A successful deployment of the virtual reality solution could see it used to design other HS2 stations, as well as buildings that have to manage large numbers of people efficiently
➨ Old Oak Common station in North London will serve both HS2 and the Elizabeth line, with a view to handling around 275,000 railway passengers per day
➨ HS2 Ltd is working with CCD Design & Ergonomics and WSP to develop what they are describing as a new solution to improve the experience of passengers
➨ The data collected by CCD will enable HS2 Ltd and station designers to assess and, if necessary, refine designs
Virtual reality is being deployed to develop efficient and stress-free ‘wayfinding’ at a new station under construction as part of the billion-pound High Speed Two (HS2) railway linking major English cities with London.
Old Oak Common station in North London will serve both HS2 and the Elizabeth line (Crossrail), with a view to handling around 275,000 railway passengers per day.
HS2 Ltd is working with design and technology business CCD Design & Ergonomics and engineering firm WSP, the station’s designer, to develop what they are describing as a new solution to improve the experience of passengers finding their way around a transport “super hub”.
Wearing HTC Vive Pro Eye virtual reality headsets fitted with eye tracking technology, three sample groups drawn from members of the public will enter a virtual version of the new station (VRWorldTech is waiting for confirmation on the headset being used).
These passengers will be asked to navigate their way around Old Oak Common to reach meeting points, platforms and to change between HS2 and Crossrail services using the signage included in the current design.
A further session will be dedicated to passengers whose mobility is impaired to explore what further assistance they might need to navigate the station.
The in-built eye tracking technology of Vive Pro Eye will monitor in detail how the eye is drawn around the station’s interior, and whether there are any distractions that might contradict or confuse, all of which could hamper easy and stress-free movement.
This will be paired with emotion sensing software that observes the user’s facial expressions and monitors heart rate changes caused by the visual stimulus of experiencing the station in virtual reality.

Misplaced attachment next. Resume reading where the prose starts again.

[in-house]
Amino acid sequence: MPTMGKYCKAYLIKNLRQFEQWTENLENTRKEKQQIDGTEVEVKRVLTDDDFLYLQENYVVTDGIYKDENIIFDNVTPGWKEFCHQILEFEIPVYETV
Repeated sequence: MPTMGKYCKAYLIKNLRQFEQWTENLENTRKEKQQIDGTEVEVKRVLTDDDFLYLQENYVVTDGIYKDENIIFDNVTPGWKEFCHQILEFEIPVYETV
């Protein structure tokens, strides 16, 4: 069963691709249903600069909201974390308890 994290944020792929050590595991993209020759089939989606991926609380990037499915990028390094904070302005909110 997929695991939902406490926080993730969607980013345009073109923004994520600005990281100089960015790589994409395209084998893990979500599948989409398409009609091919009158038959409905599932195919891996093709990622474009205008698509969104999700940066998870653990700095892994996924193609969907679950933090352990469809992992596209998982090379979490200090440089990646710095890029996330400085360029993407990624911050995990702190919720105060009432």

The data collected by CCD will enable HS2 Ltd and station designers to assess and, if necessary, refine designs to help Old Oak Common passengers move smoothly and efficiently around the 100,000 sqm rail interchange station.
A successful deployment of the virtual reality solution could see it used to design other HS2 stations, as well as buildings that have to manage large numbers of people efficiently, including sports venues and concert halls.
Getting the design right while it’s still on the drawing board
CCD managing director David Watts indicates that virtual reality combined with eye tracking technology and emotion sensing software are crucial to being able to test wayfinding so early on in the construction process.
He says: “Wayfinding is an immersive, multi-sensory task. Up until now we’ve not had the tools to fully test our designs with real people at the early stages of design. Developing this tool will give the project far greater scope to get the design right while it’s all still on the drawing board.”
He adds: “We are also able to explore other ways in which immersive tech can help design from improving accessibility, testing ideas for how digital technologies can assist the experience, assessing the right location for commercial units or advertising or helping staff simulate how they will operate the station.”
Kevin White, technical director for stations at WSP, adds: “With WSP being involved in Old Oak Common’s design for the past three years, we have been able to work with HS2 and CCD to visualise the station in a full virtual environment. The process has brought immediate benefits to the wayfinding that will be fed back into the design, and it has become apparent how this technology can help in many ways throughout the design, construction and operational stages of the station.”
HS2 Ltd innovation manager Heather Donald comments: “The HS2 super hub at Old Oak Common is the largest single-build station to be built in the UK. Up to quarter of a million passengers will use it to connect between HS2, Great Western and Elizabeth line trains each day, so it is vital that its design is fine-tuned to deliver a stress-free step change improvement in the passenger experience.”
Images: HS2 Ltd